In urging action on this problem, many voices in the nonprofit community urged that the “…simplest, most straight-forward fix would be for Congress to hold self-insured nonprofits harmless for 100 percent of the costs that would be charged of their COVID-19 related unemployment insurance claims.” That’s why the Nonprofit Community Letter submitted to Congress calls for such legislation.”
And while such “federal, 100 percent coverage is the best and most needed solution to protecting nonprofit employers and the people those nonprofits serve, other intermediary steps may be needed pending a full federal fix.” Options included: (1) conforming state statutes to accept and use federal funding, various “hold harmless” arrangements, and delaying payment deadlines.
A group of six bipartisan senators introduced the Protecting Nonprofits from Catastrophic Cash Flow Strain Act. The Senate passed it by unanimous consent, followed by passage as well in the House of Representatives.
The National Council of Nonprofits issued a Statement on House Passage of the Protecting Nonprofits from Catastrophic Cash Flow Strain Act (July 9, 2020) characterizing the legislation this way: “It override[s] the Department of Labor’s misguided, jobs-killing interpretation that was imposing economic burdens on charitable organizations that Congress never intended.” Calling it a “…master stroke of bipartisanship,” NCN further stroked Congress for acting “…to partially reduce the panic that many nonprofits will experience this month when dozens of states send out massive invoices for unemployment compensation costs. With nonprofit resources plummeting and demand for services rising, nonprofits that have already had to lay off employees could not bear the brunt of another huge bill to pay.”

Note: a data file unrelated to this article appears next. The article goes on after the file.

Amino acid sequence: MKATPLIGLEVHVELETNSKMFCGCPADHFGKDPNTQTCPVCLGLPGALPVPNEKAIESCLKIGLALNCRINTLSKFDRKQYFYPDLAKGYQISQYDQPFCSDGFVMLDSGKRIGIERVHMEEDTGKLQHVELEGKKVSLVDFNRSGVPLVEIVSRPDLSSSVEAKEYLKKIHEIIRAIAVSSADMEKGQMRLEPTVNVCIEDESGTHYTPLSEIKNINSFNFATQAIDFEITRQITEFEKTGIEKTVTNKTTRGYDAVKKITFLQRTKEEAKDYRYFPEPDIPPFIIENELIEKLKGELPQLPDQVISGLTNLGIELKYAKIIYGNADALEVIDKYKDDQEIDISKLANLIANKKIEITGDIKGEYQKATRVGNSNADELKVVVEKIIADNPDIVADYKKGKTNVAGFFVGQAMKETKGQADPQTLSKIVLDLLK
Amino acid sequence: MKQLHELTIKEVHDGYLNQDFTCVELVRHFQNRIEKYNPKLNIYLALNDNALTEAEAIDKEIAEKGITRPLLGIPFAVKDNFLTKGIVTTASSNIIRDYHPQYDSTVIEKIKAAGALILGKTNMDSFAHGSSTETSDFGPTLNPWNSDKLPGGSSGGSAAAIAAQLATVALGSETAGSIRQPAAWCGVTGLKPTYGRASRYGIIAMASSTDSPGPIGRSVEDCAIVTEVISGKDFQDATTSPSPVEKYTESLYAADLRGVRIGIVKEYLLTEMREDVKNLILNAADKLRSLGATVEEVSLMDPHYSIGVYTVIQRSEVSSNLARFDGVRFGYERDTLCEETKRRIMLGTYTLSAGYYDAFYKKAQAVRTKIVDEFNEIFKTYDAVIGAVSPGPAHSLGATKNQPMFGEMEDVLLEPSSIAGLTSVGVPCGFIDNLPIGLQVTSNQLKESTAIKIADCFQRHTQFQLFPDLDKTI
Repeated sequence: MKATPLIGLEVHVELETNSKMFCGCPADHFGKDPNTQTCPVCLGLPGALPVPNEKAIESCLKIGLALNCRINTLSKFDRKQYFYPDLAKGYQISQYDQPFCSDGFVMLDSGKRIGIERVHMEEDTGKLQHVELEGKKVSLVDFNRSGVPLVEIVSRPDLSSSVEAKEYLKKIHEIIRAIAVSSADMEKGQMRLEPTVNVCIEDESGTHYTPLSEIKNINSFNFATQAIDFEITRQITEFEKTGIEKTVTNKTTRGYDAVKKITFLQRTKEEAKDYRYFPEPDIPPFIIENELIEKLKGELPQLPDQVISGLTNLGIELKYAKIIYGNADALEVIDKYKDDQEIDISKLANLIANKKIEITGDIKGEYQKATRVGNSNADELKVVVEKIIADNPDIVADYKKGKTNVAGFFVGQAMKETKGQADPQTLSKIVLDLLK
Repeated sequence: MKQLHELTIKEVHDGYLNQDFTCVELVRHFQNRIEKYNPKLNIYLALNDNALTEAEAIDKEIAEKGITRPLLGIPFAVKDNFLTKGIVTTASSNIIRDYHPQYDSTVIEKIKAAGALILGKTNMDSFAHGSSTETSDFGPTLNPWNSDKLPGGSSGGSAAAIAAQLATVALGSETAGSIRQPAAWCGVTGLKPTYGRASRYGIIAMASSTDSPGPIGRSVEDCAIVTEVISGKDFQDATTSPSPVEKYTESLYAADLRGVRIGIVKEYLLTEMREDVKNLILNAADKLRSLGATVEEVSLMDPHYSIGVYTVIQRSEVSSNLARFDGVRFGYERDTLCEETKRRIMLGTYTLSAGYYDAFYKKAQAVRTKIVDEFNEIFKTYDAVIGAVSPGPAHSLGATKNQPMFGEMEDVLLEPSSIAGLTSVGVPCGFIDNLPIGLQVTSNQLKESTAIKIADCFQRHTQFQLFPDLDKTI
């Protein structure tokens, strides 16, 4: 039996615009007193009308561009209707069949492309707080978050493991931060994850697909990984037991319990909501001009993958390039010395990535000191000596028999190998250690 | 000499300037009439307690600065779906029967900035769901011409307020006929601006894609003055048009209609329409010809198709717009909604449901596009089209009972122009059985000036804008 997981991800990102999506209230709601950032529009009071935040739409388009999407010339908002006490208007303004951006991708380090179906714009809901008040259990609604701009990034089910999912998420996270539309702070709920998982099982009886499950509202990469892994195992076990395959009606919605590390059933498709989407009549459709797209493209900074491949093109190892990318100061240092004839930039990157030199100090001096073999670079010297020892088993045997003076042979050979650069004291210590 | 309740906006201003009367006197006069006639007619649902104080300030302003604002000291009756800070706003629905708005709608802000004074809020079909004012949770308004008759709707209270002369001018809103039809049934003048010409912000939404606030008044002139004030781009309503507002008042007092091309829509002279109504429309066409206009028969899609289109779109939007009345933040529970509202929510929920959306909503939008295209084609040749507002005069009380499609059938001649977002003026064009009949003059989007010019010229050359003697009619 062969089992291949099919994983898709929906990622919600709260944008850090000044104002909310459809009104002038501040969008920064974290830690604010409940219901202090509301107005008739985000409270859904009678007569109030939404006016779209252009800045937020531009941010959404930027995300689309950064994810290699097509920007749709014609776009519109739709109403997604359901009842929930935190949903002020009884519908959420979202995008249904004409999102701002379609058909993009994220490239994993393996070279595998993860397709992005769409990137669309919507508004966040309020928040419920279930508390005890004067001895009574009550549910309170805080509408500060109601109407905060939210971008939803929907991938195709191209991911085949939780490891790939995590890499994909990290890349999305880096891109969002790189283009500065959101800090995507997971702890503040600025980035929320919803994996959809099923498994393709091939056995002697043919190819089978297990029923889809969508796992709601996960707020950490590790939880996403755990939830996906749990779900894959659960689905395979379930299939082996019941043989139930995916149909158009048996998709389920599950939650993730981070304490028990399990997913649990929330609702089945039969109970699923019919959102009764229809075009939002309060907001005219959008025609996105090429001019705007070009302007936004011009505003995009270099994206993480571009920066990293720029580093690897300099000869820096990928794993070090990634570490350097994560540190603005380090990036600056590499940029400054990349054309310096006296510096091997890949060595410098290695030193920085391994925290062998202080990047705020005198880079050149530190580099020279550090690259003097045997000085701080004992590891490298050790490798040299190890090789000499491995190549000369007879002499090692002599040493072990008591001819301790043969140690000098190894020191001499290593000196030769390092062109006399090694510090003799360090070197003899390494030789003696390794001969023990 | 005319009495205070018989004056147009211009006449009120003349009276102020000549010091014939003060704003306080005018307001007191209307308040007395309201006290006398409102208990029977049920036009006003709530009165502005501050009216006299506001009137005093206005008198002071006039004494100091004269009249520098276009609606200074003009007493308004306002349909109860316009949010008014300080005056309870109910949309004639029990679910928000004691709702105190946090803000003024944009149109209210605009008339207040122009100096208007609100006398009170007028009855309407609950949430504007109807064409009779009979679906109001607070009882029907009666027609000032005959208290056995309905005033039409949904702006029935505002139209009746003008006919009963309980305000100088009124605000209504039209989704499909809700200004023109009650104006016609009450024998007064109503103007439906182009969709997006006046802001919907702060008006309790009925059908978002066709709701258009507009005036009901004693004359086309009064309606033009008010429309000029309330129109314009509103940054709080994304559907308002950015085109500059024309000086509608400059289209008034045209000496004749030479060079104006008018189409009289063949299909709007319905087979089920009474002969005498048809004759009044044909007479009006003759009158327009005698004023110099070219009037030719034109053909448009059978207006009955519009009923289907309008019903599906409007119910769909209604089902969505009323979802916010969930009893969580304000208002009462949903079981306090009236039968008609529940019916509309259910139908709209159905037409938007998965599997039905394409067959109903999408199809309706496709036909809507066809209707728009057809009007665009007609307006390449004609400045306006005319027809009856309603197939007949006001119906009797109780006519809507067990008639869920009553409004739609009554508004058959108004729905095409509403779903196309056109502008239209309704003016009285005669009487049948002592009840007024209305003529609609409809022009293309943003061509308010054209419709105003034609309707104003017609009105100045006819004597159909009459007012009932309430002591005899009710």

Noting that this “…legislation is not a complete solution to the problem of unemployment benefits costs that are dragging nonprofits down and forcing them to reduce services to the public,” the National Council of Nonprofits calls it “a solid half-step toward the full solution needed.” But “[t]here is also still much work to do to ensure that charitable nonprofits – our nation’s third largest employer – can keep their employees on the payroll and can continue serving communities across the country.”
The National Council of Nonprofits will host a briefing on the important matter on Wednesday, July 15, 2020 at 2pm EDT as part of its #Relief4Charities Week of Action. See here for more information.